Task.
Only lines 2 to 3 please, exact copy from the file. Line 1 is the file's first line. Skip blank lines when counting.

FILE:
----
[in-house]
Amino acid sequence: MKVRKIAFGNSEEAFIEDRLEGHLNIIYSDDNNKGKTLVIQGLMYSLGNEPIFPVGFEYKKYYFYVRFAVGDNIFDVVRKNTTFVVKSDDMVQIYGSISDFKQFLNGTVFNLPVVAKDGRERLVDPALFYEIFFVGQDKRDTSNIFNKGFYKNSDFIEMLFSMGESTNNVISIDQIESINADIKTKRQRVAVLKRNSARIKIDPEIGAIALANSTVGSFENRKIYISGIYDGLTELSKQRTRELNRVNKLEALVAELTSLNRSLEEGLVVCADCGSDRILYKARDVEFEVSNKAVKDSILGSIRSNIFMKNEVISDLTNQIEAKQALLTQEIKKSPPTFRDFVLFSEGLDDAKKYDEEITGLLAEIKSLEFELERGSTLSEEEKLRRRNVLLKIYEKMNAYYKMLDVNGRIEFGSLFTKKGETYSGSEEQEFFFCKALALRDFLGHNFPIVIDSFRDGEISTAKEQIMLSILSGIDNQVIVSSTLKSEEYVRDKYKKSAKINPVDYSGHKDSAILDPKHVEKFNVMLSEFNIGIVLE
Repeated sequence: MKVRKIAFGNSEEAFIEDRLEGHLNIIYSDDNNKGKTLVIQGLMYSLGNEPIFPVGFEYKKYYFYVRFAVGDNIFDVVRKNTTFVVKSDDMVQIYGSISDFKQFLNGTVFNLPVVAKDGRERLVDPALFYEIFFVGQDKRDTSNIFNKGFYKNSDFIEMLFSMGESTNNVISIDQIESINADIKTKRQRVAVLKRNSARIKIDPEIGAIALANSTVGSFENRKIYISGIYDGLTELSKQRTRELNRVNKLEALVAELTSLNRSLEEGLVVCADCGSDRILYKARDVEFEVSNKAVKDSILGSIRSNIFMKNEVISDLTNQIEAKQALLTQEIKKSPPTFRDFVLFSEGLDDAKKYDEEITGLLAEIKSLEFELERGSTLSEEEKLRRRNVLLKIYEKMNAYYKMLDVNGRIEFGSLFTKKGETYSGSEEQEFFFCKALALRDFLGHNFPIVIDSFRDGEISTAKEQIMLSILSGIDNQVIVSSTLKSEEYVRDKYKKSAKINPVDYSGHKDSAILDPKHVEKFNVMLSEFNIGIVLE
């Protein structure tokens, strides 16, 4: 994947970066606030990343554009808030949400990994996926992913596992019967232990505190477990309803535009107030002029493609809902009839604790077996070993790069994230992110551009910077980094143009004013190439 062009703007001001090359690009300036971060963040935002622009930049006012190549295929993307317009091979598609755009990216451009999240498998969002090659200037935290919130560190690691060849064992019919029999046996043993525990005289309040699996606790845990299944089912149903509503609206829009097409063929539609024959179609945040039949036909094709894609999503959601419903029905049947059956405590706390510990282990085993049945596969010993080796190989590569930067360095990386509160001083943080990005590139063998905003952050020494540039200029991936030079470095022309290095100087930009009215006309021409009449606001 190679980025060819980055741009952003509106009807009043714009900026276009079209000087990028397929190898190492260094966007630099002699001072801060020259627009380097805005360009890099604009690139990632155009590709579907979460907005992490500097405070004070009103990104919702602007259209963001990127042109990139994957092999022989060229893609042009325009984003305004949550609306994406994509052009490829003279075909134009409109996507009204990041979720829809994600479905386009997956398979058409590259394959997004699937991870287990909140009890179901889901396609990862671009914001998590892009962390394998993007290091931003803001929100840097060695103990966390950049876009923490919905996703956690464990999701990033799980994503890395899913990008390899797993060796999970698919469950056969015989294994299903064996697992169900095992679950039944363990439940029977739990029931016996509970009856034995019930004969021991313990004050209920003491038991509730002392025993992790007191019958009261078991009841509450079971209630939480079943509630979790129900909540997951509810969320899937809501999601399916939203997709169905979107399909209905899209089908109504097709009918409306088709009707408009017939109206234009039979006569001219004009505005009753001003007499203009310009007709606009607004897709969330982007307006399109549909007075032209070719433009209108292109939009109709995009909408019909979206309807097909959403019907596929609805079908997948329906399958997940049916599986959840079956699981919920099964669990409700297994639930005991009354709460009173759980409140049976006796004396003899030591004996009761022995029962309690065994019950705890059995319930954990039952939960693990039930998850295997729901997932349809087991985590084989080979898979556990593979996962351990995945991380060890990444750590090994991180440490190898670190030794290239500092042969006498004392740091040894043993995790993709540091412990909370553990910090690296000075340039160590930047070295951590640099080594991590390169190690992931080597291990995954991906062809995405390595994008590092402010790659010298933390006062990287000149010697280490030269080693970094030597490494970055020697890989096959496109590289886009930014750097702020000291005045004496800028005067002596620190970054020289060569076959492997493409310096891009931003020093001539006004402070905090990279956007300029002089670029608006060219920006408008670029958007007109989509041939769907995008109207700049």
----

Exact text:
Amino acid sequence: MKVRKIAFGNSEEAFIEDRLEGHLNIIYSDDNNKGKTLVIQGLMYSLGNEPIFPVGFEYKKYYFYVRFAVGDNIFDVVRKNTTFVVKSDDMVQIYGSISDFKQFLNGTVFNLPVVAKDGRERLVDPALFYEIFFVGQDKRDTSNIFNKGFYKNSDFIEMLFSMGESTNNVISIDQIESINADIKTKRQRVAVLKRNSARIKIDPEIGAIALANSTVGSFENRKIYISGIYDGLTELSKQRTRELNRVNKLEALVAELTSLNRSLEEGLVVCADCGSDRILYKARDVEFEVSNKAVKDSILGSIRSNIFMKNEVISDLTNQIEAKQALLTQEIKKSPPTFRDFVLFSEGLDDAKKYDEEITGLLAEIKSLEFELERGSTLSEEEKLRRRNVLLKIYEKMNAYYKMLDVNGRIEFGSLFTKKGETYSGSEEQEFFFCKALALRDFLGHNFPIVIDSFRDGEISTAKEQIMLSILSGIDNQVIVSSTLKSEEYVRDKYKKSAKINPVDYSGHKDSAILDPKHVEKFNVMLSEFNIGIVLE
Repeated sequence: MKVRKIAFGNSEEAFIEDRLEGHLNIIYSDDNNKGKTLVIQGLMYSLGNEPIFPVGFEYKKYYFYVRFAVGDNIFDVVRKNTTFVVKSDDMVQIYGSISDFKQFLNGTVFNLPVVAKDGRERLVDPALFYEIFFVGQDKRDTSNIFNKGFYKNSDFIEMLFSMGESTNNVISIDQIESINADIKTKRQRVAVLKRNSARIKIDPEIGAIALANSTVGSFENRKIYISGIYDGLTELSKQRTRELNRVNKLEALVAELTSLNRSLEEGLVVCADCGSDRILYKARDVEFEVSNKAVKDSILGSIRSNIFMKNEVISDLTNQIEAKQALLTQEIKKSPPTFRDFVLFSEGLDDAKKYDEEITGLLAEIKSLEFELERGSTLSEEEKLRRRNVLLKIYEKMNAYYKMLDVNGRIEFGSLFTKKGETYSGSEEQEFFFCKALALRDFLGHNFPIVIDSFRDGEISTAKEQIMLSILSGIDNQVIVSSTLKSEEYVRDKYKKSAKINPVDYSGHKDSAILDPKHVEKFNVMLSEFNIGIVLE